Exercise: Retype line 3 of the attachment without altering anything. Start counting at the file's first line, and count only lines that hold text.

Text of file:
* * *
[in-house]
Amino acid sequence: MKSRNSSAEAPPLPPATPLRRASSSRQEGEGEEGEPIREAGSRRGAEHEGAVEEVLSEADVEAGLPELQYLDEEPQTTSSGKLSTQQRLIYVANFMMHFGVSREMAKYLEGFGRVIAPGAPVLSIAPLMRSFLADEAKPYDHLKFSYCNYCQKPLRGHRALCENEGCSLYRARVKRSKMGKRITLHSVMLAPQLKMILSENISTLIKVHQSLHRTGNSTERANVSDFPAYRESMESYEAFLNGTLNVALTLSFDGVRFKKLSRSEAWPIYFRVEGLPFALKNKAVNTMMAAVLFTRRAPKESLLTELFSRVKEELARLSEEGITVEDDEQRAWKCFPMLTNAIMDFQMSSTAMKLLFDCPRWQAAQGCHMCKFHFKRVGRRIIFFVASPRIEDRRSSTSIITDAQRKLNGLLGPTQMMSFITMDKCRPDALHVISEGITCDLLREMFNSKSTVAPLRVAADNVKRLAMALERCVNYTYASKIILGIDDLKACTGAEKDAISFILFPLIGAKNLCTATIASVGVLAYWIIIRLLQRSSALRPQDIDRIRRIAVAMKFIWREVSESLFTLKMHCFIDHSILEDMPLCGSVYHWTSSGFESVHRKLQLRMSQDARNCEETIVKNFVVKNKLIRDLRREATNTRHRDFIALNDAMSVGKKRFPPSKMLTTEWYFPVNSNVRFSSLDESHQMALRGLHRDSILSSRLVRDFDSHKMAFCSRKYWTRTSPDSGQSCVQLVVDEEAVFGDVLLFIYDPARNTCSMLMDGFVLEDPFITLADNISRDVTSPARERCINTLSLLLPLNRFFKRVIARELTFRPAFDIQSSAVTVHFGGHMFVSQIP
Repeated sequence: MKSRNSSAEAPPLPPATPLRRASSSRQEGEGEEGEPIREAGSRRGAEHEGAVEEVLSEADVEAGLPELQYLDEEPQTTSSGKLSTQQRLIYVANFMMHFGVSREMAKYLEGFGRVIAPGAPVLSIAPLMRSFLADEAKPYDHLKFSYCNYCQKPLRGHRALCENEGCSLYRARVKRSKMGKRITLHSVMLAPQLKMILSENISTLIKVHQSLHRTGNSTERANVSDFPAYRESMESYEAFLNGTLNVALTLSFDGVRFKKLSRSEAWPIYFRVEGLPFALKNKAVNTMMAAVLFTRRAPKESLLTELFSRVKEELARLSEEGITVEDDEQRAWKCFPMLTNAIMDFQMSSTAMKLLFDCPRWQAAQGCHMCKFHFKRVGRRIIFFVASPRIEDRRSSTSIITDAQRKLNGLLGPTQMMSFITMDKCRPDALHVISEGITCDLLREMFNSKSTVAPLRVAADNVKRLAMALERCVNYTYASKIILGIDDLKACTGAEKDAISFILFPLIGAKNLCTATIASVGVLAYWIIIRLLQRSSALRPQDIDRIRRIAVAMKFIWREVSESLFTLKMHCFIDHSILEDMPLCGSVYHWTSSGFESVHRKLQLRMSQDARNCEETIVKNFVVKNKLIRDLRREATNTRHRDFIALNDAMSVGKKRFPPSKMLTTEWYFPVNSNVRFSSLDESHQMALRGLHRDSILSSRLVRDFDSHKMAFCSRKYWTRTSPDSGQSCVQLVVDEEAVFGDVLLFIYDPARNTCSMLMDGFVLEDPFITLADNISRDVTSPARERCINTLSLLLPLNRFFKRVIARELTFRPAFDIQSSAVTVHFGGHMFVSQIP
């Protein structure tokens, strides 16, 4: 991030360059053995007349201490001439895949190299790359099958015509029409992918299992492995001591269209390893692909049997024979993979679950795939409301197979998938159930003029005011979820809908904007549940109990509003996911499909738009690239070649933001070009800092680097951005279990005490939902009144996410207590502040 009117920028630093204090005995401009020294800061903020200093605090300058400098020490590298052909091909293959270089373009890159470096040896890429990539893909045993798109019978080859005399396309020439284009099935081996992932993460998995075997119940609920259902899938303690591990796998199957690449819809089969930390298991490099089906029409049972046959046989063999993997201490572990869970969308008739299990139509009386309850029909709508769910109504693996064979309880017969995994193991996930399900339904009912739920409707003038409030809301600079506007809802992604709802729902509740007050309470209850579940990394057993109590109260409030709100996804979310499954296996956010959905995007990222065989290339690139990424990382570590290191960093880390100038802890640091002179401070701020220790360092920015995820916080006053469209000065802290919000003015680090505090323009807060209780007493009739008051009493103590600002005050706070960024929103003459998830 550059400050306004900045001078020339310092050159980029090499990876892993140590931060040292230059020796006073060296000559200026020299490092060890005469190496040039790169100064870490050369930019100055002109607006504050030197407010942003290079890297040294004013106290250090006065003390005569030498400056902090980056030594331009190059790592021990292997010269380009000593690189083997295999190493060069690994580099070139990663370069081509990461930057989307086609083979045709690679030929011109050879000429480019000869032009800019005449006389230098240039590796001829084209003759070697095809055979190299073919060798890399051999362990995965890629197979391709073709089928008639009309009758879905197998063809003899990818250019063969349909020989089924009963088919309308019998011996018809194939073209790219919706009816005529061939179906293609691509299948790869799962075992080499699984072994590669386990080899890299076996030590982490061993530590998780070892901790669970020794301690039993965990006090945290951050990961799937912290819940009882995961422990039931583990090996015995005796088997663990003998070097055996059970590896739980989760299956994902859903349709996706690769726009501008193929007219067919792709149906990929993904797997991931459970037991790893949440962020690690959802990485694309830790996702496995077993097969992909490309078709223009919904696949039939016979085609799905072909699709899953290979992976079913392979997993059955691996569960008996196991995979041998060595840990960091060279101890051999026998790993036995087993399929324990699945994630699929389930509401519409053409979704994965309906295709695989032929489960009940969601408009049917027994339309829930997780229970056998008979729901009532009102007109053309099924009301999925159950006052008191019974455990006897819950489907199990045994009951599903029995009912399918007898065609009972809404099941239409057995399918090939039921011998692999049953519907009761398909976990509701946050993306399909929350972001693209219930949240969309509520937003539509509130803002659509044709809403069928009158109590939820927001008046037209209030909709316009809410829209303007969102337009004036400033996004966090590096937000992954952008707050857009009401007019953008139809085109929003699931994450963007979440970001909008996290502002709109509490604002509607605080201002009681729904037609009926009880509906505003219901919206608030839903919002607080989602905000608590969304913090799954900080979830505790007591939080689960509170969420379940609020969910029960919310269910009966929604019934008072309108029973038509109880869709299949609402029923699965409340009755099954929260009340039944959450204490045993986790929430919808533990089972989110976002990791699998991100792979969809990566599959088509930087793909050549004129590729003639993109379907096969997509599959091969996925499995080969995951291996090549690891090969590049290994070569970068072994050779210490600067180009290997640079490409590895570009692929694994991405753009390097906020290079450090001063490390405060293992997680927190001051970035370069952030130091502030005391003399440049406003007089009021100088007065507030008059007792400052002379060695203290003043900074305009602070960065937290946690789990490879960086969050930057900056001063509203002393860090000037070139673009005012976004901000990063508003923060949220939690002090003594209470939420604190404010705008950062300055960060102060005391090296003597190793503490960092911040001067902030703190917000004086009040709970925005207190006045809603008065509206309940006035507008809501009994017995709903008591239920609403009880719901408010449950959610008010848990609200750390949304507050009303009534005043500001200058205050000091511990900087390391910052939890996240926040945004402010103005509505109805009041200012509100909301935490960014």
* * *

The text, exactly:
Repeated sequence: MKSRNSSAEAPPLPPATPLRRASSSRQEGEGEEGEPIREAGSRRGAEHEGAVEEVLSEADVEAGLPELQYLDEEPQTTSSGKLSTQQRLIYVANFMMHFGVSREMAKYLEGFGRVIAPGAPVLSIAPLMRSFLADEAKPYDHLKFSYCNYCQKPLRGHRALCENEGCSLYRARVKRSKMGKRITLHSVMLAPQLKMILSENISTLIKVHQSLHRTGNSTERANVSDFPAYRESMESYEAFLNGTLNVALTLSFDGVRFKKLSRSEAWPIYFRVEGLPFALKNKAVNTMMAAVLFTRRAPKESLLTELFSRVKEELARLSEEGITVEDDEQRAWKCFPMLTNAIMDFQMSSTAMKLLFDCPRWQAAQGCHMCKFHFKRVGRRIIFFVASPRIEDRRSSTSIITDAQRKLNGLLGPTQMMSFITMDKCRPDALHVISEGITCDLLREMFNSKSTVAPLRVAADNVKRLAMALERCVNYTYASKIILGIDDLKACTGAEKDAISFILFPLIGAKNLCTATIASVGVLAYWIIIRLLQRSSALRPQDIDRIRRIAVAMKFIWREVSESLFTLKMHCFIDHSILEDMPLCGSVYHWTSSGFESVHRKLQLRMSQDARNCEETIVKNFVVKNKLIRDLRREATNTRHRDFIALNDAMSVGKKRFPPSKMLTTEWYFPVNSNVRFSSLDESHQMALRGLHRDSILSSRLVRDFDSHKMAFCSRKYWTRTSPDSGQSCVQLVVDEEAVFGDVLLFIYDPARNTCSMLMDGFVLEDPFITLADNISRDVTSPARERCINTLSLLLPLNRFFKRVIARELTFRPAFDIQSSAVTVHFGGHMFVSQIP